Hackers should keep their main points of contact aware of their progress and any major issues they discover as they proceed. This ensures everyone is aware of any issues ahead of the final report.

Have a Hacker Mindset

The term hacking was used even before information security grew in importance. It just means to use things in unintended ways. For this, hackers first seek to understand all the intended use cases of a system and take into consideration all its components.

Hackers must keep developing this mindset and never stop learning. This allows them to think both from a defensive and an offensive perspective and is useful when looking at something you have never experienced before. By creating best practices, understanding the target, and creating attack paths, a hacker can deliver amazing results.

About the Author(s)

Haris Pylarinos

Founder and CEO, Hack The Box

Haris Pylarinos is skilled in systems engineering due to his many years of experience as a sysadmin in the maritime and is a security expert with over 15 years of experience in the IT and cybersecurity industry.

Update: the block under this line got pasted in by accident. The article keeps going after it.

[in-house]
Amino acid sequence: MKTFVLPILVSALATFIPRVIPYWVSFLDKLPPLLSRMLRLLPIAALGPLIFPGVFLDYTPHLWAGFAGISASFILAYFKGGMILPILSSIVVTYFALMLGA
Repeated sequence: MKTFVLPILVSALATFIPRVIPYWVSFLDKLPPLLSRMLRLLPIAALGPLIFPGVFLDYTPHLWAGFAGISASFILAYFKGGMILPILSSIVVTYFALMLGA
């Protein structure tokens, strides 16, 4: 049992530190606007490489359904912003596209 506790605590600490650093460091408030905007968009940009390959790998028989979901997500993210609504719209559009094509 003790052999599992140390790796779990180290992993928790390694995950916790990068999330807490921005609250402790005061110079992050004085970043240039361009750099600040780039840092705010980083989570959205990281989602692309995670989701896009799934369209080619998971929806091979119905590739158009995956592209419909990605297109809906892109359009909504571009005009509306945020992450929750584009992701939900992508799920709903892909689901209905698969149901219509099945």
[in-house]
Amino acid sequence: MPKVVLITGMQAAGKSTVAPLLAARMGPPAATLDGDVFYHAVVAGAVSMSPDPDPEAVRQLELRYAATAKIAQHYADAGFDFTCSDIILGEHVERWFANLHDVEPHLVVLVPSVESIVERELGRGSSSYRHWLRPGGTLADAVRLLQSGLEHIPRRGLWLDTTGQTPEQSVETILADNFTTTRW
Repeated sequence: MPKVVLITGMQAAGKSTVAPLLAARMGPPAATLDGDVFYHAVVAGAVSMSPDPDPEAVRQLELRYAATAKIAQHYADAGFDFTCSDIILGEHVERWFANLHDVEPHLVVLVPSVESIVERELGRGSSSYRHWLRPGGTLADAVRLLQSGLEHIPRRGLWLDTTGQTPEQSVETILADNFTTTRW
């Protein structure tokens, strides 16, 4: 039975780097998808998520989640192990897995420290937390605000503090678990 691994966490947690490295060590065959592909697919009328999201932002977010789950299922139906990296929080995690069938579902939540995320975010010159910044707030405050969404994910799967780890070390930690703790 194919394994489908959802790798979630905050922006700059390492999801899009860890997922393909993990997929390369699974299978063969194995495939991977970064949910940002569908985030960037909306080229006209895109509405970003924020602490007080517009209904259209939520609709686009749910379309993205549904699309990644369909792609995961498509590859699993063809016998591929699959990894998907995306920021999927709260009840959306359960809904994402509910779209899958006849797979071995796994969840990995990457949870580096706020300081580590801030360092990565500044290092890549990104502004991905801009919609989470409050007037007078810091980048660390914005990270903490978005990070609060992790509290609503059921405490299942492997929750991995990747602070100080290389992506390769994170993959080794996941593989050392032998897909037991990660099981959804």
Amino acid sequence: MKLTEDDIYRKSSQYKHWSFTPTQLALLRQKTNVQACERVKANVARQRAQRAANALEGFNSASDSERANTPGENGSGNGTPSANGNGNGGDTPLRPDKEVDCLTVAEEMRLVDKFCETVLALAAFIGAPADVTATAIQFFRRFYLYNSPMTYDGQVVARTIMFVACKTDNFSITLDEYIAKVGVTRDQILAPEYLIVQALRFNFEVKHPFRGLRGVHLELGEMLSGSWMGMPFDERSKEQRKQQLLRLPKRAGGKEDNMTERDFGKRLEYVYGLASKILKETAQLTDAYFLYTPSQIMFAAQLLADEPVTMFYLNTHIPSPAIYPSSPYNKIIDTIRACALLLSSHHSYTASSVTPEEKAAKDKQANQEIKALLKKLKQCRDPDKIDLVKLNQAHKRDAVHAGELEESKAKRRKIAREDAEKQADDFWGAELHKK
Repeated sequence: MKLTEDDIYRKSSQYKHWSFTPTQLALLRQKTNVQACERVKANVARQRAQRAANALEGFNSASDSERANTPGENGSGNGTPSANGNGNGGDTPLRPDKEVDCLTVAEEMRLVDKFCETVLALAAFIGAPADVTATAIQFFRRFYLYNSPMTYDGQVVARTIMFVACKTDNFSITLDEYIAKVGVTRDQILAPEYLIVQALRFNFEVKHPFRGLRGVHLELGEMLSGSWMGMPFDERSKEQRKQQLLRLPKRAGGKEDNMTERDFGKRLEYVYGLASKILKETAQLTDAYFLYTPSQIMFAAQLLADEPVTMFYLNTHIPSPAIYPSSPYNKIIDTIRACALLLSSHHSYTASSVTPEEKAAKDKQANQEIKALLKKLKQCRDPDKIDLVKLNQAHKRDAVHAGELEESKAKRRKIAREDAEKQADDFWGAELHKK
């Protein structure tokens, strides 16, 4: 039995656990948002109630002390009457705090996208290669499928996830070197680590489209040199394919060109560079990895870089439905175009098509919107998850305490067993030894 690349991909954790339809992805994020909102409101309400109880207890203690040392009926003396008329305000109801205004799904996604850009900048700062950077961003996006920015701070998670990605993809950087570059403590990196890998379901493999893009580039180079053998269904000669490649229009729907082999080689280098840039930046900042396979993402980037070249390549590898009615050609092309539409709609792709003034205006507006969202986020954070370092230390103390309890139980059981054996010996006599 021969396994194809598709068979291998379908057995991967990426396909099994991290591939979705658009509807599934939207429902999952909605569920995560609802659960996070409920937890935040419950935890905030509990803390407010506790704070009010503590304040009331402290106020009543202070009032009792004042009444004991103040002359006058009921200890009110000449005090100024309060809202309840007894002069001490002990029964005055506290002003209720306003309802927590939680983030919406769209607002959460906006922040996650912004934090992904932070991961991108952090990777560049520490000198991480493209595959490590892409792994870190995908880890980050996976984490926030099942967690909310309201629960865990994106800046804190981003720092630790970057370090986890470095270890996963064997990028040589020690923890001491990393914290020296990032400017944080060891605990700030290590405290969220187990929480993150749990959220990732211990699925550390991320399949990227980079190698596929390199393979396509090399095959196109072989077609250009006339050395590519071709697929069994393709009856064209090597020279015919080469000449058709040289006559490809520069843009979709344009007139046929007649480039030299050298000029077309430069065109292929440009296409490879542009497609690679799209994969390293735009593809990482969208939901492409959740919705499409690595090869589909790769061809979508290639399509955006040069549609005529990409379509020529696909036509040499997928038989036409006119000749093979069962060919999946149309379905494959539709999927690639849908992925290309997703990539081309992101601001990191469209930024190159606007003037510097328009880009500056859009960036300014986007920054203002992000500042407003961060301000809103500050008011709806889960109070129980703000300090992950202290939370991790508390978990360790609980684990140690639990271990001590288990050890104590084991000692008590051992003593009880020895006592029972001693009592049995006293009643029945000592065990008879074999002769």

Haris is an experienced professional in networking and software architecture. In 2017 he founded Hack The Box and has since scaled to more than 170 employees and 1.6 million users. He actively designs Hack The Box products and infrastructure, consults and manages the team across all topics, and stays up to date with the latest cyber security tactics, techniques, and procedures. His vision for the company and the Hack The Box Academy is to make cyber security training accessible to everyone via a gamified, fun, and innovative environment. 

Industry certifications: OSCP, MCSA, MCTS, CEI, CEH.